WWII Catalina Wrecks in Darwin Harbour
Why is it Significant?
There are six wrecked catalinas on the harbour floor. Three of these are US
Navy Catalinas that were sunk in the bombing of Darwin on the 19th February 1942. Five of the wrecks were nominated to the Heritage
Advisory Council in 1998 and are still awaiting a decision. A sixth PBY Catalina was discovered in 2008 by INPEX as part of its remote
sensing survey of the seabed. These six wrecks are the only located physical evidence of the role of the catalinas in defending the
Territory. All the remains of the Quarantine Island Catalina Base that serviced them have now disappeared.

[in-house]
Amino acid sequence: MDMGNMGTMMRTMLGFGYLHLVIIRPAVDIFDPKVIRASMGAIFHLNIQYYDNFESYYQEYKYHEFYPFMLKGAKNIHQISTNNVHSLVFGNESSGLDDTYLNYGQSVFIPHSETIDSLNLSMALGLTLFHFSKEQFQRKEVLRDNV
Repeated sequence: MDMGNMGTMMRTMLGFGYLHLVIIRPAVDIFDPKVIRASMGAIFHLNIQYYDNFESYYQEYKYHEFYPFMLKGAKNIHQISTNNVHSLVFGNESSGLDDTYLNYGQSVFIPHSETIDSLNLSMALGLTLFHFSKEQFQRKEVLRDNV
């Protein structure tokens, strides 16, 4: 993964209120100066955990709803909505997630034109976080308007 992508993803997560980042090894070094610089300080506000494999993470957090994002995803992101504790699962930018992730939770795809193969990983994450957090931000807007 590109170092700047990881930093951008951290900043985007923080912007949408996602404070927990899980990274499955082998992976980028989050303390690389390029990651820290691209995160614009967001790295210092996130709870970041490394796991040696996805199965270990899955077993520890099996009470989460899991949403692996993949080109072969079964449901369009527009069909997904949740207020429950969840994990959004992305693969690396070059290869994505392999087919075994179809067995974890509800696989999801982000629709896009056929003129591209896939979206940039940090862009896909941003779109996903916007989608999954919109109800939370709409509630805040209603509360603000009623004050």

Why is it at Risk?
This has been an ongoing debate since 2008 and the wrecks have no permanent
protection. As pressure for development of the harbour increases the fate of historic relics and wrecks becomes more uncertain. Destruction of
the wrecks could well be the result of the rapid development of Darwin Harbour. IINPEX will need to dredge the harbour and blow up a section of
reef in order to bring LNG tankers in and out of the harbour to Blayden point.
What needs to be done?
The best outcome would be that the wrecks are given heritage listing, that
an exclusion zone is placed around them and a management plan put in place.